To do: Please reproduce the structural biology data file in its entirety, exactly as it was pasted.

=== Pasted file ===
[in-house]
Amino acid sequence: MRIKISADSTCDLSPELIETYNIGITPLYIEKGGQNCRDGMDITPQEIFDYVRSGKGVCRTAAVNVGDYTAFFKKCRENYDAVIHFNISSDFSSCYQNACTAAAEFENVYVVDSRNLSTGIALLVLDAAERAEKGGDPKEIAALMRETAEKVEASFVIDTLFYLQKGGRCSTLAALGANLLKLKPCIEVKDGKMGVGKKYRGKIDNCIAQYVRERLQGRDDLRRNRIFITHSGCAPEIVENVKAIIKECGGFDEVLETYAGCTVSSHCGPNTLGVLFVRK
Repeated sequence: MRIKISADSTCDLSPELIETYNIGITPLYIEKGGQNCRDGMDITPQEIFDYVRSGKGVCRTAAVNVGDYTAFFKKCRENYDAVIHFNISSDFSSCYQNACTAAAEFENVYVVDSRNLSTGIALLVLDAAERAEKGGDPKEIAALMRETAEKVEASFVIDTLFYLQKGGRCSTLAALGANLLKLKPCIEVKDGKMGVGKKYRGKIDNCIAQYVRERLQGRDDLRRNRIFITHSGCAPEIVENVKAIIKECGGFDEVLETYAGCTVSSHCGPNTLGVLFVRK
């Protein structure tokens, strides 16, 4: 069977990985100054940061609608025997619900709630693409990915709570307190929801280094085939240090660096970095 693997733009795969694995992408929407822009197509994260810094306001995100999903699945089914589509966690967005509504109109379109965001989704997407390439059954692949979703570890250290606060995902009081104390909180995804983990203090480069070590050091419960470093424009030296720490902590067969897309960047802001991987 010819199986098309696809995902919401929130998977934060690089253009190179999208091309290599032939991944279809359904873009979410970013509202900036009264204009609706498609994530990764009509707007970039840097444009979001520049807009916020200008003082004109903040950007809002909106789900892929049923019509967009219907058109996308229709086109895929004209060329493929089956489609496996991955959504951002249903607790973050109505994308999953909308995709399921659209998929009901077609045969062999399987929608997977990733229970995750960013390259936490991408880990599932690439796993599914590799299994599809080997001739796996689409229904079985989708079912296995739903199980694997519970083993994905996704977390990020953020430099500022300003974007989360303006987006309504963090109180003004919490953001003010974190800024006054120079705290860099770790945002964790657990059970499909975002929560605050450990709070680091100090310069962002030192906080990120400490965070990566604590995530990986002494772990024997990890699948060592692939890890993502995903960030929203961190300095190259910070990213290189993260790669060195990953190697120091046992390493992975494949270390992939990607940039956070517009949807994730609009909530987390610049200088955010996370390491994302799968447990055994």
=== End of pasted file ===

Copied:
[in-house]
Amino acid sequence: MRIKISADSTCDLSPELIETYNIGITPLYIEKGGQNCRDGMDITPQEIFDYVRSGKGVCRTAAVNVGDYTAFFKKCRENYDAVIHFNISSDFSSCYQNACTAAAEFENVYVVDSRNLSTGIALLVLDAAERAEKGGDPKEIAALMRETAEKVEASFVIDTLFYLQKGGRCSTLAALGANLLKLKPCIEVKDGKMGVGKKYRGKIDNCIAQYVRERLQGRDDLRRNRIFITHSGCAPEIVENVKAIIKECGGFDEVLETYAGCTVSSHCGPNTLGVLFVRK
Repeated sequence: MRIKISADSTCDLSPELIETYNIGITPLYIEKGGQNCRDGMDITPQEIFDYVRSGKGVCRTAAVNVGDYTAFFKKCRENYDAVIHFNISSDFSSCYQNACTAAAEFENVYVVDSRNLSTGIALLVLDAAERAEKGGDPKEIAALMRETAEKVEASFVIDTLFYLQKGGRCSTLAALGANLLKLKPCIEVKDGKMGVGKKYRGKIDNCIAQYVRERLQGRDDLRRNRIFITHSGCAPEIVENVKAIIKECGGFDEVLETYAGCTVSSHCGPNTLGVLFVRK
């Protein structure tokens, strides 16, 4: 069977990985100054940061609608025997619900709630693409990915709570307190929801280094085939240090660096970095 693997733009795969694995992408929407822009197509994260810094306001995100999903699945089914589509966690967005509504109109379109965001989704997407390439059954692949979703570890250290606060995902009081104390909180995804983990203090480069070590050091419960470093424009030296720490902590067969897309960047802001991987 010819199986098309696809995902919401929130998977934060690089253009190179999208091309290599032939991944279809359904873009979410970013509202900036009264204009609706498609994530990764009509707007970039840097444009979001520049807009916020200008003082004109903040950007809002909106789900892929049923019509967009219907058109996308229709086109895929004209060329493929089956489609496996991955959504951002249903607790973050109505994308999953909308995709399921659209998929009901077609045969062999399987929608997977990733229970995750960013390259936490991408880990599932690439796993599914590799299994599809080997001739796996689409229904079985989708079912296995739903199980694997519970083993994905996704977390990020953020430099500022300003974007989360303006987006309504963090109180003004919490953001003010974190800024006054120079705290860099770790945002964790657990059970499909975002929560605050450990709070680091100090310069962002030192906080990120400490965070990566604590995530990986002494772990024997990890699948060592692939890890993502995903960030929203961190300095190259910070990213290189993260790669060195990953190697120091046992390493992975494949270390992939990607940039956070517009949807994730609009909530987390610049200088955010996370390491994302799968447990055994």